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The Living End - The New Beginning Of The End

Author: Carlisle Rogers
Monday, 14 July 2008
3D's Carlisle Rogers chats with one of Australia's greatest guitarists, Chris Cheney of The Living End about their new album and direction.

After a breakdown that almost tore the band apart, The Living End's new album, White Noise, is their best yet - a rock journey that takes the band further away from their roots but closer to the radio.

In front of a Queensland crowd while touring for State of Emergency, singer and songwriter Chris Cheney says he suddenly, inexplicably, lost faith in the band. After taking off half a year, the band came back together tenuously to begin writing new material, and the break proved fruitful. Cheney had a head full of metal riffs and an AC/DC inspired sound that would provide the backbone for the new album.

'When we started to get back together,' Cheney says, 'I found that I had really valid ideas and that the stuff I was coming up with, was stronger than what we had in the past. It made complete sense and it was like 'Thank god I didn't just plough on through and the band came to a dismal end.'

'We've kind of ditched the proven formula that was capable of earning us money. In a business sense, that's probably not a very smart move. But we're very much in the headspace where we understand that we have to be creative. I think when you start to rest on your laurels and go with the proven formula, it's a very dangerous thing. I think AC/DC is one of the only bands who has managed to get away with that. To their credit, I guess they've only wanted to do that. With us, we wanted to move on and to grow and I think perhaps that was part of me wanting to have a rest and try and reassess and re-evaluate where we were heading and what we are doing and what this band was going to become.'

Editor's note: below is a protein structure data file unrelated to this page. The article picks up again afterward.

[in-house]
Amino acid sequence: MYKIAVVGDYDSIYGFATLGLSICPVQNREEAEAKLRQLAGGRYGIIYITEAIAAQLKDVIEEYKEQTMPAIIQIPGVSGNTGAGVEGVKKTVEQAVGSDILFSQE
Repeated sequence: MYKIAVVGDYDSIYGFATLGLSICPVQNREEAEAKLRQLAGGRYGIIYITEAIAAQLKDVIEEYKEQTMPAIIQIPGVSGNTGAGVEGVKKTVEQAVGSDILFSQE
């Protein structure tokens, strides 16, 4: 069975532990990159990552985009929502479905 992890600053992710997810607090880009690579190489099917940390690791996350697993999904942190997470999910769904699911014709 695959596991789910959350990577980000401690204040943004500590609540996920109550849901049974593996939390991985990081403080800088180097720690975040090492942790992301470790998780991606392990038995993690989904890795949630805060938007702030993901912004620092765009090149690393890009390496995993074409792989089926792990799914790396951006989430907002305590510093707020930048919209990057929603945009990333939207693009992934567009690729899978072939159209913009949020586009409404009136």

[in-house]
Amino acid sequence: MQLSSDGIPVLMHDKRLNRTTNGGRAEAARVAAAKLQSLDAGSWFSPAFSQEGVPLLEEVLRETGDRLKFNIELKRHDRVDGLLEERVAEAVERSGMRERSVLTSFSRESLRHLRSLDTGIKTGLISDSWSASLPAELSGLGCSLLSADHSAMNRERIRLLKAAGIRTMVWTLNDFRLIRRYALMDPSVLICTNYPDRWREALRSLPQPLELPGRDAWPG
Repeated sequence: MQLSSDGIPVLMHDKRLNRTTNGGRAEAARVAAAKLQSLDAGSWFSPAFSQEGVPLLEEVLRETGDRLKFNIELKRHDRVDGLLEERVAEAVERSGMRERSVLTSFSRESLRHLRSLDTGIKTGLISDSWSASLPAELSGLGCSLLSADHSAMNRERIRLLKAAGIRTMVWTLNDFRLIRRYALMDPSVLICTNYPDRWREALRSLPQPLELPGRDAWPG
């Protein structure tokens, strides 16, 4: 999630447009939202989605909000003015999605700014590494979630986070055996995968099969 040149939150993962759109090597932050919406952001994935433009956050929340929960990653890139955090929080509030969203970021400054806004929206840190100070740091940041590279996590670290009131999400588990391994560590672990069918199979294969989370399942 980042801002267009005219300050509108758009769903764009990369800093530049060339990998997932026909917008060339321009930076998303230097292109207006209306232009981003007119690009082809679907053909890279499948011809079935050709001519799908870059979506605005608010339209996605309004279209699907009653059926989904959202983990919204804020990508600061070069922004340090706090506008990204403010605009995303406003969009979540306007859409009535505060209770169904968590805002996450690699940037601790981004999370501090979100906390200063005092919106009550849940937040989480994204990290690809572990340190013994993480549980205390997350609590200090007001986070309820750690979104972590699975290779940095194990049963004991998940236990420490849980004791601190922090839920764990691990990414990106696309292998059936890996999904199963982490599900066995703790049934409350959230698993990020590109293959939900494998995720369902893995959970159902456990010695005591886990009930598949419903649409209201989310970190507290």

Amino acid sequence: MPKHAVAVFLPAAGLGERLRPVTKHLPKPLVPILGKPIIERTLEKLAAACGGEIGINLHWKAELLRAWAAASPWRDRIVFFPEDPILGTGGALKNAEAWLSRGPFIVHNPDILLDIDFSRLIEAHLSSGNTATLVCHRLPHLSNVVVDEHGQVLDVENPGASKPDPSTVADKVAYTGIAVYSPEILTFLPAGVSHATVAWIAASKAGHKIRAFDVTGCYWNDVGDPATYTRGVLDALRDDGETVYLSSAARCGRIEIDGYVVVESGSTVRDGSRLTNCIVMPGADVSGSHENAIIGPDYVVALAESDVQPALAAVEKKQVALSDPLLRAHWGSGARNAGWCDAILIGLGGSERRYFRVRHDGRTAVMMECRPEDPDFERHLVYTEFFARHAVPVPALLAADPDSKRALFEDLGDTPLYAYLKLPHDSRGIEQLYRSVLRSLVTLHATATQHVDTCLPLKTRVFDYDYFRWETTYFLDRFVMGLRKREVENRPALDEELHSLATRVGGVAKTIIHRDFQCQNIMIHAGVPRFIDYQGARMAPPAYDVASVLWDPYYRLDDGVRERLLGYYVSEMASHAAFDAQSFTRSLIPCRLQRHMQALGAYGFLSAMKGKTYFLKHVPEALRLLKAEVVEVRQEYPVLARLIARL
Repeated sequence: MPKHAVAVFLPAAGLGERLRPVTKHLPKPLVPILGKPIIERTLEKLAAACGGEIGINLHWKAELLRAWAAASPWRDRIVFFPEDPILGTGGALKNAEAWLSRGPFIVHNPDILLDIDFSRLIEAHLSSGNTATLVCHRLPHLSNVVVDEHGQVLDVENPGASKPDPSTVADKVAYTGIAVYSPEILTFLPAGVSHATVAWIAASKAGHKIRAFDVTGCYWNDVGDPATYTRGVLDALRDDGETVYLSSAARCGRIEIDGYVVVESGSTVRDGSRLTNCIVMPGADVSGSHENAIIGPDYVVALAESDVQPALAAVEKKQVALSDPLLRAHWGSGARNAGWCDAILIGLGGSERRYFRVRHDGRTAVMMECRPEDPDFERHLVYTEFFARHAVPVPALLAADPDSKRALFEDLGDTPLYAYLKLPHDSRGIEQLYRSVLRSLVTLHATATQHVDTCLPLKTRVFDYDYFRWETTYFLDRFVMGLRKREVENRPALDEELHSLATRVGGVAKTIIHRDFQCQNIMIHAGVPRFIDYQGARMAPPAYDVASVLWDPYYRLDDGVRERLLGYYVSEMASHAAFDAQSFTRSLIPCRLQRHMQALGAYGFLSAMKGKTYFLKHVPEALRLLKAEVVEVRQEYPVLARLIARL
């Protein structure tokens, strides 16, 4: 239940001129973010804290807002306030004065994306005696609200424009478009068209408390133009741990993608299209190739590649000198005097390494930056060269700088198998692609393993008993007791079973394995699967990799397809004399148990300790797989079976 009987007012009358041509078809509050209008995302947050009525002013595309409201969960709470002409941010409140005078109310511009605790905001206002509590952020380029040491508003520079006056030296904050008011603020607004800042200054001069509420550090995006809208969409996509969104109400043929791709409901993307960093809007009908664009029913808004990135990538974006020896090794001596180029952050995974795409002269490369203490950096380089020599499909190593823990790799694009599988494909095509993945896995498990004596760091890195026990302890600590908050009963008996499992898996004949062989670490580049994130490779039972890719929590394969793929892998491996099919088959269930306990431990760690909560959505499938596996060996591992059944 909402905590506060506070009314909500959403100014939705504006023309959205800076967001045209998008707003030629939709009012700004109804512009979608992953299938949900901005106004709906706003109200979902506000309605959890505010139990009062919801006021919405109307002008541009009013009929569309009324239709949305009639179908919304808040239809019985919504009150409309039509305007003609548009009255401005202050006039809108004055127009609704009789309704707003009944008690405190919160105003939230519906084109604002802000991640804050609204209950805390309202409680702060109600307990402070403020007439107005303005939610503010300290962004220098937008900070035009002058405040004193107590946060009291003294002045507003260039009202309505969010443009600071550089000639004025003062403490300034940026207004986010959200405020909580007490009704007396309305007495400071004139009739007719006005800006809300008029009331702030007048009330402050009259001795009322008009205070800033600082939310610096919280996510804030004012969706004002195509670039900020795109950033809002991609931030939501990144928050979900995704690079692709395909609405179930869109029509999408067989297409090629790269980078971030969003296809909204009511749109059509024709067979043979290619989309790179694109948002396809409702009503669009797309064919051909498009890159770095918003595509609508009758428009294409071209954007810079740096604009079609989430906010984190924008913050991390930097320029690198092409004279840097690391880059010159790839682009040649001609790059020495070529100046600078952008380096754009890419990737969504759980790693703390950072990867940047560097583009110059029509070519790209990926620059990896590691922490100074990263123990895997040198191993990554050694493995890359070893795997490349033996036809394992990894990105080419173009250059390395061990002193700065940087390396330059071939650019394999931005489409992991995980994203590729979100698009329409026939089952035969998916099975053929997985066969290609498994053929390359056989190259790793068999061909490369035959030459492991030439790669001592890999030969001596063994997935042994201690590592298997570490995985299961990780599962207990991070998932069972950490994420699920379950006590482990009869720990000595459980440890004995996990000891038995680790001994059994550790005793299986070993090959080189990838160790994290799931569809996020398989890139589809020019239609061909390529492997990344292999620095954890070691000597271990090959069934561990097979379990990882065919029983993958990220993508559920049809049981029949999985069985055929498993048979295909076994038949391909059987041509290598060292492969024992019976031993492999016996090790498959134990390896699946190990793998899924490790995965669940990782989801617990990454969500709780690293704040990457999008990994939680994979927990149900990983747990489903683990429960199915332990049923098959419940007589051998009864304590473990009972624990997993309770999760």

The Living End have already come a long way, from Cheney and Scott Owen playing in the garage at 15 years old after the latter spent his 'first car money' on an upright bass so they would look like heroes The Stray Cats, to a string of radio singles that would keep them in the spotlight for more than a decade in Australia.

'Even though we'd achieved and enormous amount of success beyond what me and Scott ever thought we would achieve, I still though that we could go further and I think we've done that with this record. I'm proud and we've taken the elements of what the band does well and enhanced them. I don't feel like we've ever played it safe and I'm kind of glad of that. We haven't just taken what we are good at and rehashed it. I really think that is going to give the band more life and it definitely made a big improvement when I came to the rehearsal room with some fresh ideas. I think the other guys understood and saw that the break was necessary and that I did something that we all thought we needed.

'When I came in with a couple of those riff like How Do We Know and White Noise, I think it justified what I was trying to say to them by 'I'm not doing this anymore, I'm not digging it, I'm not getting a rush from it, I don't want to be in a band that isn't aspiring.' I really think the average punk wants to see The Living End going for it, really sweating and putting it out there and not trying to be too clever, but digging our heels in and rocking out. I think the majority of this record is that.'

WHO: The Living End
WHAT: White Noise through Dew Process/Universal / Play Splendour in the Grass, Byron Bay
WHEN: Out 19 July / Saturday 2 August